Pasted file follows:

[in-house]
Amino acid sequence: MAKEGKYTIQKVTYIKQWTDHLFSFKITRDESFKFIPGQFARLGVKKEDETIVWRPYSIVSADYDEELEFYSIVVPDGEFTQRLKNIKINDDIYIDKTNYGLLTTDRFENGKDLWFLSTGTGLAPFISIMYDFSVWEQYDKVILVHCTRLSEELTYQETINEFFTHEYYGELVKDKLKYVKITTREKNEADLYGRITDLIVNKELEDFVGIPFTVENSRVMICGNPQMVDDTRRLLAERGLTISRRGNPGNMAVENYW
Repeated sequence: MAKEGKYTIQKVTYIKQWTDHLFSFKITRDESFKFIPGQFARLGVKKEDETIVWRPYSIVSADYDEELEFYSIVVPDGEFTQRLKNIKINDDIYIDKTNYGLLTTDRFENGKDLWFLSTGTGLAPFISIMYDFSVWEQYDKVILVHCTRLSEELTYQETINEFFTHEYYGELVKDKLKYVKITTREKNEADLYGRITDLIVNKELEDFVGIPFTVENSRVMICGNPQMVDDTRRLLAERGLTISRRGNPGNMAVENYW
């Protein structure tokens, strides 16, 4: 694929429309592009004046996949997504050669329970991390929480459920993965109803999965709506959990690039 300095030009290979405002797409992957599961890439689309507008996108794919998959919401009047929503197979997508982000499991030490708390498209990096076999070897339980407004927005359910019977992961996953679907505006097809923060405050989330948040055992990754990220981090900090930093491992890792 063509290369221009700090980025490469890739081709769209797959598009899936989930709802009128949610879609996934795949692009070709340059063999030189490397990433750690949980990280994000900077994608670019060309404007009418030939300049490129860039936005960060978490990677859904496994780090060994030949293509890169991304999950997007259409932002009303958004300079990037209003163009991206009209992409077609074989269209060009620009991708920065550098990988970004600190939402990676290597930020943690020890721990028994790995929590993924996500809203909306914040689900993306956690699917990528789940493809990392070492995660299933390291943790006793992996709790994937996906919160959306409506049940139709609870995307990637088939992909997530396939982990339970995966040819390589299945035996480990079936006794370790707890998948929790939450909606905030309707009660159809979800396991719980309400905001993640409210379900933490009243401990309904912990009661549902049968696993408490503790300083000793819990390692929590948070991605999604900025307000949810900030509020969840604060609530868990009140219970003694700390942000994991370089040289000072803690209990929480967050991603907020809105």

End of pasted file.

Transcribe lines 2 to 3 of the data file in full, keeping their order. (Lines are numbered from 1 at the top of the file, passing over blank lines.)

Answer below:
Amino acid sequence: MAKEGKYTIQKVTYIKQWTDHLFSFKITRDESFKFIPGQFARLGVKKEDETIVWRPYSIVSADYDEELEFYSIVVPDGEFTQRLKNIKINDDIYIDKTNYGLLTTDRFENGKDLWFLSTGTGLAPFISIMYDFSVWEQYDKVILVHCTRLSEELTYQETINEFFTHEYYGELVKDKLKYVKITTREKNEADLYGRITDLIVNKELEDFVGIPFTVENSRVMICGNPQMVDDTRRLLAERGLTISRRGNPGNMAVENYW
Repeated sequence: MAKEGKYTIQKVTYIKQWTDHLFSFKITRDESFKFIPGQFARLGVKKEDETIVWRPYSIVSADYDEELEFYSIVVPDGEFTQRLKNIKINDDIYIDKTNYGLLTTDRFENGKDLWFLSTGTGLAPFISIMYDFSVWEQYDKVILVHCTRLSEELTYQETINEFFTHEYYGELVKDKLKYVKITTREKNEADLYGRITDLIVNKELEDFVGIPFTVENSRVMICGNPQMVDDTRRLLAERGLTISRRGNPGNMAVENYW